Dube, Painesdale-Jeffers Rule in UPD2

May 30, 2018

By Dennis Grall
Special for Second Half

NORWAY – Payton Dube has had an extremely busy spring sports season at Hancock High School.

On Wednesday, the sophomore capped off one of her two sports by winning medalist honors at the MHSAA Upper Peninsula Division 2 Girls Golf Final.

Dube posted an 84 (44-40) to coast to the title by 19 shots at Oak Crest Golf Course.

"It was all about making smart plays," Dube said as light rain began to fall shortly after she finished. "I was able to get on (the greens) in regulation, and that helps the scores well. If you get in the fairway, that always helps."

She had two birdies, one on each side, while starting on No. 11.

"When I hit a good drive, it gives me confidence the next (shot) will be good," she said.

Dube, who was in contention throughout the handful of spring meets that were salvaged after a lengthy winter's grip forced her indoors for numerous practice sessions, said, "I didn't know what to expect (in the Finals)" because she was competing against different schools.

The only member of the girls golf team at Hancock, Dube also spends the spring playing softball for the Bulldogs. Golf is her No. 1 choice and would get the nod if there were ever a conflict between the two sports.

"We have a small (Class C) school, and spring has so many other sports. You definitely have to prioritize," she said of her busy schedule that also includes a heavy academic load. She was late for only one softball game this season.

Topping the team scoreboard, the Painesdale-Jeffers girls won their third U.P. crown, adding to titles taken in 2006 and 2007.

Coach Tyler Bailey's team includes his younger sister Alexis and Gracie Asaila, who shared second place individuals with Norway's Danae Anderson at 103.

"It is awesome. It feels great to actually be her coach," Tyler Bailey said.

The Jets didn't realize they had beaten the only two other full teams until it was announced, Bailey noting he kept that news quiet.

When that news struck them, he said, "Their faces all lit up.”

The 481 was his team’s best score of this abbreviated spring. "I knew they had the potential to pull it out,” Bailey added. “Our expectations were they wanted to win.”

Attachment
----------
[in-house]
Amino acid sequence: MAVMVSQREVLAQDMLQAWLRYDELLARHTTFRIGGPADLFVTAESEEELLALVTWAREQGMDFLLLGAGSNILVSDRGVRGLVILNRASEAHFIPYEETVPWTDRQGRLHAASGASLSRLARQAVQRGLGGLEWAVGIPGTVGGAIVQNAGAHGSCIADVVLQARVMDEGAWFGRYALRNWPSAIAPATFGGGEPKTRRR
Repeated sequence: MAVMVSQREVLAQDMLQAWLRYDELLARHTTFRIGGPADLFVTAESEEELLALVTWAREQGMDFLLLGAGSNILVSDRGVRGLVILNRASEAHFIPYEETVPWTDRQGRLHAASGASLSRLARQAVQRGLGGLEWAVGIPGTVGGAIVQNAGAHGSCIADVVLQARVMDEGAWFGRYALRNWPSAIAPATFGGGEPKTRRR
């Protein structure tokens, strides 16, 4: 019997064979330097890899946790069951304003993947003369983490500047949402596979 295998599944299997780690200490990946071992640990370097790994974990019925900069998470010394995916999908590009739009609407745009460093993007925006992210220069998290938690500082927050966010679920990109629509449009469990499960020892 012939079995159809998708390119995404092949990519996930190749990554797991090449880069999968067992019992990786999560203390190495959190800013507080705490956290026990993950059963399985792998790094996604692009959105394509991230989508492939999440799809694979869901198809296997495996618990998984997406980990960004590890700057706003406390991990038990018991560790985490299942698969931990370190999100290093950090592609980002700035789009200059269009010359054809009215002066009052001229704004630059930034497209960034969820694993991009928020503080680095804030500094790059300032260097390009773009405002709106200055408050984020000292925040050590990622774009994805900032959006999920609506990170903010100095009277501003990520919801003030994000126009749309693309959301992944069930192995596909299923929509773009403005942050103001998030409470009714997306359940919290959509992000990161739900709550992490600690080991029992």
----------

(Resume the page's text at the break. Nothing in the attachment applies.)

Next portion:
Dube’s father is a teacher at Hancock High School and sets up a golf simulator in his classroom for his daughter's practice when snow typically covers the Copper Country.

"You don't have to be outside to practice," she said with a grin.

Hancock coach Paul Sintkowski, who is also the golf pro at Portage Lake Golf Course in Houghton, said Dube is active on the junior golf circuit in Wisconsin during the summer. "She has played her whole life. She has 7-8 years in the junior golf program (at Portage Lake that has about 150 participants)," he said.

"The kids have put in their time up here. A lot of them play hockey, so their coordination stays sharp."

Sintkowski hopes the interest in the girls junior program begins to carry into the high school ranks. He said about 20 girls played golf at five Copper Country schools this spring. But Houghton, a perennial power, had 11 of the 20. He said starting a co-op program among other schools might provide a way to get more female participation.

"A lot of people don't take it too seriously," Dube said of trying to get other girls to play golf. "A lot of people don't find it challenging if they don't play (golf).

"You still have to practice that skill. In golf, you are playing the course, not the other player."

Sintkowski said Dube also will play in the Upper Peninsula Ladies Golf Association tournament at Norway in July.